It includes initiatives to shift the product-mix in favour of washed Arabicas, where India is more cost competitive vis--vis relevant competition, ensure competitive landed price for Indian coffee by reducing growing costs via increased yields, incentivising production of quality coffee, guaranteeing reliability of exporters, and improving awareness of Indian coffee through an aggressive communication strategy. These initiatives will have to be periodically fine-tuned in the wake of the international market developments to have effective results.

As for the domestic market, it is impossible to expand the domestic market within a very short span. Even Brazil, the largest consumer among producing origins, took ten years to double its consumption levels and, significantly, this was entirely by initiatives from the industry. At any rate, a strategy here should be based first on a sound understanding of the consumer attitudes and preferences to coffee.

To this end, a nationwide survey was conducted by the Coffee Board in 2001 and strategies formulated. Since roasters are an important interface between consumers and producers, efforts are directed to make them participate in the whole process of promotion of domestic consumption. Transparent marketing systems are encouraged.

The weekly auctions by the ICTA in Bangalore and futures trading through COFEI are two major post-liberalisation initiatives that are supported by the Board. These offer a price discovery mechanism for coffee.

All this does not mean that a crisis situation such as the current one does not require some immediate relief measures.

As in most origins, the Coffee Board/Ministry of Commerce (in the absence of a price stabilisation/support price mechanism for plantation crops such as coffee) persuaded the Reserve Bank of India to agree to a restructuring of debt as a measure of alleviating the immediate financial crisis of the coffee growers.

This began with the rephasing of crop loans in 2001 and followed by a comprehensive debt relief package (The Special Coffee Term Loan) in 2002 whose implications are quite significant in that the burden of debt repayment of term loans has been spread over a number of years including a provision for moratorium up to three years. Interest subsidy for crop loans for small growers was also provided by the Government in 2001-02 and is expected to continue this year.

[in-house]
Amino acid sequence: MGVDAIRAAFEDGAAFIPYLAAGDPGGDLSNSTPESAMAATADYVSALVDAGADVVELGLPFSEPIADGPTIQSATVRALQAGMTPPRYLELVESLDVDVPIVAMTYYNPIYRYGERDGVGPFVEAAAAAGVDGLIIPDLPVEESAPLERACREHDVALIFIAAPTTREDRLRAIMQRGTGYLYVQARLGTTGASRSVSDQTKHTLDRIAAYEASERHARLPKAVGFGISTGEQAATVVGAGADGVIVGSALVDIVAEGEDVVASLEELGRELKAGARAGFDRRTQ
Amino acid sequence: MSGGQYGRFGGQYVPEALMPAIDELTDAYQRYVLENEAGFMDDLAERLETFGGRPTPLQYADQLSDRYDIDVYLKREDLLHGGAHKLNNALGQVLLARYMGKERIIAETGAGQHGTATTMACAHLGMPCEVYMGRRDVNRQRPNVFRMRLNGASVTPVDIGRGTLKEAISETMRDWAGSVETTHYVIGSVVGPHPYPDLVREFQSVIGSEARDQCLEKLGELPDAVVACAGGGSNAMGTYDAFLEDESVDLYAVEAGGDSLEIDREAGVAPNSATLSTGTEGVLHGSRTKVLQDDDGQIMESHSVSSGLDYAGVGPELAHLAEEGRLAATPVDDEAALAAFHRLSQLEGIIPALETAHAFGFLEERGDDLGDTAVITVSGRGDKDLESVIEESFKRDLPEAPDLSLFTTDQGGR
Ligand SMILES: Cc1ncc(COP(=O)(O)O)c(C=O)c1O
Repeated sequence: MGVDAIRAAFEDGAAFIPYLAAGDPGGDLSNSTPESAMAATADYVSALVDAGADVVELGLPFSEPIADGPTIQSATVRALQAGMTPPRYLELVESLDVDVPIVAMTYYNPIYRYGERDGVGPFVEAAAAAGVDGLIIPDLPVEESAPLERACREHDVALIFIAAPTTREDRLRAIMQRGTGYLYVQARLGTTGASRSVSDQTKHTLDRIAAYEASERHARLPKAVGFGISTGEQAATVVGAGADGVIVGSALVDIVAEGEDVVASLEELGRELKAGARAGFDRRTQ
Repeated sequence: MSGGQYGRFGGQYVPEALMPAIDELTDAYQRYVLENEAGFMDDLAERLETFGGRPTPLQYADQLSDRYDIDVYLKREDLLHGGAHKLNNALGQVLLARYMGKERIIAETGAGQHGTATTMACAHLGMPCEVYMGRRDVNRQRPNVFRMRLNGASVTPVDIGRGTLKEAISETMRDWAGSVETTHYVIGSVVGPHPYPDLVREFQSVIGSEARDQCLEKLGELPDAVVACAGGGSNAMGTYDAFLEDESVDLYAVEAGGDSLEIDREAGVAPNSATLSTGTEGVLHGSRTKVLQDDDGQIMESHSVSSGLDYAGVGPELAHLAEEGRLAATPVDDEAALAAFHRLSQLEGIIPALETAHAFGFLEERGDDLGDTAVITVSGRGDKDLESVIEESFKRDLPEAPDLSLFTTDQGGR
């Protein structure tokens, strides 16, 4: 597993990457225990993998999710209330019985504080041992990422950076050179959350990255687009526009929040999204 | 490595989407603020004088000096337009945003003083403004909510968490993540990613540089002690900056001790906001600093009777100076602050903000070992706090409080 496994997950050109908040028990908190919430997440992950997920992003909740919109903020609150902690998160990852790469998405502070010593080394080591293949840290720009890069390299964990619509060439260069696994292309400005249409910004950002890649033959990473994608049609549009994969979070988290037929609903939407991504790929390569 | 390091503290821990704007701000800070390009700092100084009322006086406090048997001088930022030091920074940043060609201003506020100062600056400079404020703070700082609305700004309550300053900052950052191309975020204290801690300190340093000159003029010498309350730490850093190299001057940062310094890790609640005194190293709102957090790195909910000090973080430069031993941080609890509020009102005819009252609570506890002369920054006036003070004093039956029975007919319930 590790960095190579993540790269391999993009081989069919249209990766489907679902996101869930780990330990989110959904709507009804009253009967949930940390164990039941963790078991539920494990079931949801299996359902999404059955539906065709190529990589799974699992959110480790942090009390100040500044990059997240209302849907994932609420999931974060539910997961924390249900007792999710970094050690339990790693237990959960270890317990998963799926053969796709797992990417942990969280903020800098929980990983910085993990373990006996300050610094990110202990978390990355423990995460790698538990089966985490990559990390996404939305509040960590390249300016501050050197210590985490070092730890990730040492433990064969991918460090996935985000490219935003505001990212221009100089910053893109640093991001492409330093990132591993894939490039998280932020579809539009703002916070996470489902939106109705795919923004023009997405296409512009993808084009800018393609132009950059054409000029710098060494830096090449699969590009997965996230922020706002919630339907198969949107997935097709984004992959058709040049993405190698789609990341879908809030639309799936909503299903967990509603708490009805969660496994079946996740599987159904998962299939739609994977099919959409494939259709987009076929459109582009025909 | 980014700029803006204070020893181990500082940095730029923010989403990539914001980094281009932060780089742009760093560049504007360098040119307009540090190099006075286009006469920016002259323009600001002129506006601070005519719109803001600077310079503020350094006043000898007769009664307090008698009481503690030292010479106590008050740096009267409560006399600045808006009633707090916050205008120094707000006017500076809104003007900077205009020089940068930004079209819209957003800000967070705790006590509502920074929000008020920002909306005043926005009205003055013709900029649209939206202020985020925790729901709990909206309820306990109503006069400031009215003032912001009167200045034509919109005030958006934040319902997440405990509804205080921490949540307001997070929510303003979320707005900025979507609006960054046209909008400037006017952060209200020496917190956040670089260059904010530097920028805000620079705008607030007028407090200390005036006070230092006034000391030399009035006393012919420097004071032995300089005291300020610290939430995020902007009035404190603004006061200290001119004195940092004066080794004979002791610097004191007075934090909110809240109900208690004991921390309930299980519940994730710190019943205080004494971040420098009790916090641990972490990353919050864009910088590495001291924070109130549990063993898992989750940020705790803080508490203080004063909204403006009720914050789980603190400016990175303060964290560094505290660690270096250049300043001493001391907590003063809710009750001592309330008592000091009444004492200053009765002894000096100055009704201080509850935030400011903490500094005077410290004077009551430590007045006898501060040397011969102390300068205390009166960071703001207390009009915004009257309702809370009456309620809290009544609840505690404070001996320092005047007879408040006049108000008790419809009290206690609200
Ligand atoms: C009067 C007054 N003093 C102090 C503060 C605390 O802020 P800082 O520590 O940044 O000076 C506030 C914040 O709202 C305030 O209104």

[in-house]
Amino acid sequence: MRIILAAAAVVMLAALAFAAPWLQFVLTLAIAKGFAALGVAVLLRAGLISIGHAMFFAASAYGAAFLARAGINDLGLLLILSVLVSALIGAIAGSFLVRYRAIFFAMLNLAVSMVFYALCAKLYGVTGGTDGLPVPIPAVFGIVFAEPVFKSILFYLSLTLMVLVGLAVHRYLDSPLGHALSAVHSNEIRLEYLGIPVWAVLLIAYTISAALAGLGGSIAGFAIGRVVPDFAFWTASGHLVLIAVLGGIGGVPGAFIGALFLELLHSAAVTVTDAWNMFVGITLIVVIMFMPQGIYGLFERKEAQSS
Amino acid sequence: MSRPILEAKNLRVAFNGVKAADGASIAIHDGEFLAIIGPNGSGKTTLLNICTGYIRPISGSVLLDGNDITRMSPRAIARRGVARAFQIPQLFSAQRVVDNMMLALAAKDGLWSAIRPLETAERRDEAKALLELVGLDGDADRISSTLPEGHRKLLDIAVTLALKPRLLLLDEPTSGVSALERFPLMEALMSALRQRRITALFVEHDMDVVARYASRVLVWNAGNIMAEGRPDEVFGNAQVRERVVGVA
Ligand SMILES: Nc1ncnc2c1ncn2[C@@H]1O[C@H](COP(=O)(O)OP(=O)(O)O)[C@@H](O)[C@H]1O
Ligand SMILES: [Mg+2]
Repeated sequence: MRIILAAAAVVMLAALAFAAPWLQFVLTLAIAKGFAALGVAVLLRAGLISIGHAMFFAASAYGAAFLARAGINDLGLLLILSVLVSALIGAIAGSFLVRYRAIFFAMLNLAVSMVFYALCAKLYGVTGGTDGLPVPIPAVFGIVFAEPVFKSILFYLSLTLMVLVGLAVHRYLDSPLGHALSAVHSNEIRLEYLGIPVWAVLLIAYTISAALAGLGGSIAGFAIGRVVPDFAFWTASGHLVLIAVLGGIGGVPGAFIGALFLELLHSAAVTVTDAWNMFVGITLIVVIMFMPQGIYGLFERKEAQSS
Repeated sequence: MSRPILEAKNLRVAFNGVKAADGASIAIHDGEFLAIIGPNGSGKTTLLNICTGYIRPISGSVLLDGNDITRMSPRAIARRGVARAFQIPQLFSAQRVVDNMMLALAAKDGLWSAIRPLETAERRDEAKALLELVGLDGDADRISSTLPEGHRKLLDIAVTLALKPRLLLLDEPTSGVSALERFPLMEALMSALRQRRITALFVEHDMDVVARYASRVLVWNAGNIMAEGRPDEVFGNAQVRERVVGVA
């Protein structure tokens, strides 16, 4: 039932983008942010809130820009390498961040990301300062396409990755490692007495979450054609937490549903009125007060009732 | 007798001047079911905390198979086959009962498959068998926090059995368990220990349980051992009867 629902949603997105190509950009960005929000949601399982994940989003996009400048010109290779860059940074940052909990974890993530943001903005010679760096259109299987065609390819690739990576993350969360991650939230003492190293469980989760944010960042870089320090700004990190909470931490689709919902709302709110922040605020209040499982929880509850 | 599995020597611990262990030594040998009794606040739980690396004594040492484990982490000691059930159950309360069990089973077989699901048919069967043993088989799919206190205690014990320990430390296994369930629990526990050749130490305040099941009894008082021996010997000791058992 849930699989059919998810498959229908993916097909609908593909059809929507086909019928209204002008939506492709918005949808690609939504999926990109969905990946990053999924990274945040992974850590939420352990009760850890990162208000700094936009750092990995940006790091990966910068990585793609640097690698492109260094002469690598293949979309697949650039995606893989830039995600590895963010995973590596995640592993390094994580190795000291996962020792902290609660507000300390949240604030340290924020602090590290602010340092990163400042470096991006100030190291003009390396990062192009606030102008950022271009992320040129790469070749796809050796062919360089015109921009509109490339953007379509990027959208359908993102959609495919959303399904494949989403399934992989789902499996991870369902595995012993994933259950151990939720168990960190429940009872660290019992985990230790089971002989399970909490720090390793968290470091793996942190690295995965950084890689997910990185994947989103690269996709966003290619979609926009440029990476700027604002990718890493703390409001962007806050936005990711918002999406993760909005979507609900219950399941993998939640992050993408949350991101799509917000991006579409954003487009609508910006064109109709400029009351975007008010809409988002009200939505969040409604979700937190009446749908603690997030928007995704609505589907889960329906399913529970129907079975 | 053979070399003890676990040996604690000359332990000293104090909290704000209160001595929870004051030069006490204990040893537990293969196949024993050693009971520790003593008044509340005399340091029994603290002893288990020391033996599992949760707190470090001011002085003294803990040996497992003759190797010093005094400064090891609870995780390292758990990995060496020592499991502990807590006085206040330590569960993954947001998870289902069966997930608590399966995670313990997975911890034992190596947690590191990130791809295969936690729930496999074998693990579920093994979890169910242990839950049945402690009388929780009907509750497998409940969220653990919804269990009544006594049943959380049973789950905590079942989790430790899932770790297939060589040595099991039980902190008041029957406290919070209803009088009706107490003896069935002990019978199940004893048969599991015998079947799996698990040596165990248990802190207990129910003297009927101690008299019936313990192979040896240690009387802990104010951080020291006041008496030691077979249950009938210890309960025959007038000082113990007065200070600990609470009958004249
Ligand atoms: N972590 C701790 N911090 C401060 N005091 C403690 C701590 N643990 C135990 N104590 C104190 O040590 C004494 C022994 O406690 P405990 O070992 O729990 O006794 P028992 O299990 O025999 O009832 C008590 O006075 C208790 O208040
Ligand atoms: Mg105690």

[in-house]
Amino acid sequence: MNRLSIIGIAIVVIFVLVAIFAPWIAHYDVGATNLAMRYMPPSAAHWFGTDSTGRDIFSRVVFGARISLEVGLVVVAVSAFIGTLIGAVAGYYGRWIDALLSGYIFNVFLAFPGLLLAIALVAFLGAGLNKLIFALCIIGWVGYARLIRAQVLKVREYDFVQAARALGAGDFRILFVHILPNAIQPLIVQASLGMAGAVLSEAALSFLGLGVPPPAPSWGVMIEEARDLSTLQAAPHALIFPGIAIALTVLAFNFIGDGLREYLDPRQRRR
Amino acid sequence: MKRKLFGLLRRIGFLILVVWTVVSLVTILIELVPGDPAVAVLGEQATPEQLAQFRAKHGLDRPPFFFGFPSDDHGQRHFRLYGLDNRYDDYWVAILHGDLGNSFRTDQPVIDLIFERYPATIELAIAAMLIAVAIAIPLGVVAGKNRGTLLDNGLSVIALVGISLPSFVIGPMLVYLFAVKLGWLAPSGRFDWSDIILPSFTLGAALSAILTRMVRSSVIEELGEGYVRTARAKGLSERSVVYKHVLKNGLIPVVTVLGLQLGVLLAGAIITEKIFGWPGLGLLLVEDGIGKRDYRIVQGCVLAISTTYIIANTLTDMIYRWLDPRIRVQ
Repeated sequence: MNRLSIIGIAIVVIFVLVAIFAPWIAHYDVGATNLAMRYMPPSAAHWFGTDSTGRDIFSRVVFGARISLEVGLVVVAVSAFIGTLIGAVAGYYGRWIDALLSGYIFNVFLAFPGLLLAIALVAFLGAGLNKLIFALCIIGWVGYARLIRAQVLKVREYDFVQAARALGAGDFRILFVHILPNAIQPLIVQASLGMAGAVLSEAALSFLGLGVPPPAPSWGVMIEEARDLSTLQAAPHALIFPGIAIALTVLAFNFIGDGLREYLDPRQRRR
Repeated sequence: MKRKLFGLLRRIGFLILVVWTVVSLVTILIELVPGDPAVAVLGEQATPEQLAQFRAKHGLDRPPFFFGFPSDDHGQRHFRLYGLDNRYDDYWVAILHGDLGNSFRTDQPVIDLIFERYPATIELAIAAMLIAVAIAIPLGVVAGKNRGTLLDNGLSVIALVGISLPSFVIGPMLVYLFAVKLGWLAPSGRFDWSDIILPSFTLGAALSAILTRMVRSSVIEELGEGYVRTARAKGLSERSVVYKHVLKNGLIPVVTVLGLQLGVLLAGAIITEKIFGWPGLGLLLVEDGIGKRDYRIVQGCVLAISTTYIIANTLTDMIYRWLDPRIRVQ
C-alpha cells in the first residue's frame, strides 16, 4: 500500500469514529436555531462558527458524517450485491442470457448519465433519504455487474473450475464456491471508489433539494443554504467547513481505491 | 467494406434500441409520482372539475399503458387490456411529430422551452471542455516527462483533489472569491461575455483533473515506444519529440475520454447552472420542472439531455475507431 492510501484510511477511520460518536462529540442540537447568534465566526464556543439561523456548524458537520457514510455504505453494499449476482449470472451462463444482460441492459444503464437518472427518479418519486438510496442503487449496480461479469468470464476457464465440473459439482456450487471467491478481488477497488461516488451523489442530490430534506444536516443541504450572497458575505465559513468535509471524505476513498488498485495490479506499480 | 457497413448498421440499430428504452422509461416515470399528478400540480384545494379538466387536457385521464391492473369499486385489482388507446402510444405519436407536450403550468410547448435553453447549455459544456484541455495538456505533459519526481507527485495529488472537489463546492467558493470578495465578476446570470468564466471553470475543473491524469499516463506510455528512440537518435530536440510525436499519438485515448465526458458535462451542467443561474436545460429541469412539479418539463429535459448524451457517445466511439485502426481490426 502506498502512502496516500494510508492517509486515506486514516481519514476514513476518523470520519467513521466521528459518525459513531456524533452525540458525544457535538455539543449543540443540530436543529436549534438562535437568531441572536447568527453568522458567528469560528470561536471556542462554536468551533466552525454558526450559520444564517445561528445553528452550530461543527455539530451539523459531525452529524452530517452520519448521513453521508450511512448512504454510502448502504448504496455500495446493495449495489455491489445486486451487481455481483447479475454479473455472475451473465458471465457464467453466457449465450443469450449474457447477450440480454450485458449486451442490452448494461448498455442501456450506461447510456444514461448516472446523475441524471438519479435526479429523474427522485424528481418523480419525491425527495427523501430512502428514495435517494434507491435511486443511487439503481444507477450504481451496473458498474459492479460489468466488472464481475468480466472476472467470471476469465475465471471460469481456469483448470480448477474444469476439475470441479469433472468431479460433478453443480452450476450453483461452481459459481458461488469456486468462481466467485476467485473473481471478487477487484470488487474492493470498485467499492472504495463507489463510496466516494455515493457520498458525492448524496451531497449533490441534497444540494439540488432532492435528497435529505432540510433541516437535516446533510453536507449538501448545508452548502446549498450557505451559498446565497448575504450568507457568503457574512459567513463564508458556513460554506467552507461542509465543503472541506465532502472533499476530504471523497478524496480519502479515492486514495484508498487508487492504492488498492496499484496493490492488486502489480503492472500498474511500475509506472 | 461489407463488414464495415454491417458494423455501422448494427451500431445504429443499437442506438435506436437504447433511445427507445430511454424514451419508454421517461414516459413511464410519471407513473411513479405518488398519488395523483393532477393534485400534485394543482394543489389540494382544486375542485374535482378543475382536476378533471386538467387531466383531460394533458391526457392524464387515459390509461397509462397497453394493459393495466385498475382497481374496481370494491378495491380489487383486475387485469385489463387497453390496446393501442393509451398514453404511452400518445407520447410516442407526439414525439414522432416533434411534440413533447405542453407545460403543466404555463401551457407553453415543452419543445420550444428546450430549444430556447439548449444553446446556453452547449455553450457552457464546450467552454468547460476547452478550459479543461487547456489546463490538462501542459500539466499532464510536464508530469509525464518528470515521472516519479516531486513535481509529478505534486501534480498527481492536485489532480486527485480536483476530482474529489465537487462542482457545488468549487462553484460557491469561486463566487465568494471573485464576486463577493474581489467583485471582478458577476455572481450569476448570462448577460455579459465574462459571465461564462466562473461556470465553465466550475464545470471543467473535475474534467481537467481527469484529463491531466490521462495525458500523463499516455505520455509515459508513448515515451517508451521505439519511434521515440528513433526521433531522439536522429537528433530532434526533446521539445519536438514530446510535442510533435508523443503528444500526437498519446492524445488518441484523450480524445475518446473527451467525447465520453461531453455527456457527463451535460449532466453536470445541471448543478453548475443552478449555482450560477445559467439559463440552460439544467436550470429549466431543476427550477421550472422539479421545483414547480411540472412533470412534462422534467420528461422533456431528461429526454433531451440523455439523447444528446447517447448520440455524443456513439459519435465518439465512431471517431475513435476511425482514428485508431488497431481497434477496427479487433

The Coffee Board has also redefined its role to meet the changed free market scenario. To this end, comprehensive amendments to the Coffee Act have been proposed to make it more relevant to the present realities of the market place.

However, in the larger interests of the industry and the international market environment for coffee, the suggestion to revert to a pool marketing system with attendant control systems in the current crisis needs to be seriously questioned.

Neither a controlled pooling system or a support price mechanism in an export-oriented commodity such as coffee will help prop up sagging international prices nor help to dramatically increase domestic consumption.

What is required in an open market are measures enabling the empowerment of growers, especially small one who constitute the majority of Indian coffee growers, so that they have greater bargaining power.

Also required are structural changes and a simplified tax regime to strengthen existing institutions and develop new ones to compete effectively in the international market.

Thus, fostering development of co-operatives and self-help groups is integral to the strategy that will enable the growers to directly market their coffee through exports and in the domestic market by value-added forms. The coffee-curing industry has to restructure itself, modernise and develop new products and branding strategies to offer a different value proposition to importers and roasters.

The Coffee Board has been encouraging backward and forward integration of curers to facilitate an integral relationship with growers and exporters. Recent initiatives have included the annual "Flavour of India" Cupping Competition. It is a significant step to develop regional/estate brands and showcase the unique physical and organoleptic profiles of our coffees based on geographic distinctiveness.

Risk management schemes to protect the individual grower from the excessive price volatility through appropriate market based hedging instruments are also being considered. The levy of purchase tax, which has created unnecessary distortions in trade in the post-pooling era, needs to be reviewed.

In a free trade regime, and more so with a commodity such as coffee, which is fully integrated to the global market, there cannot be any unique solution.

Coffee is going through a secular change. Confronted with the new realities of the international market for coffee, coffee growers the world-over and in India have to change their mindset and attitudes to face future challenges.

Coffee in India is more than an agricultural export product — it is also a social, institutional and cultural fabric that is at the heart of the rural societies in the traditional coffee growing areas such as Karnataka, Kerala, Tamil Nadu and in the emerging areas in the tribal belt of Andhra Pradesh/Orissa and North-East India.

It offers work opportunities to thousands and in areas where there is no alternative occupation. It is also an indispensable part of a fragile eco system in the Western and Eastern Ghats.

Preserving such a culture is thus an economic, social and environmental imperative. But the need of the hour is to be able to survive and face the new realities of the international market for coffee.

And at the heart of these changes there is the compelling need to stay competitive and viable on all fronts failing which future prospects of the industry will be bleak. The long-term initiatives launched by the Board in the Tenth Plan are aimed at addressing these challenges.

(The author is Chairperson, Coffee Board.)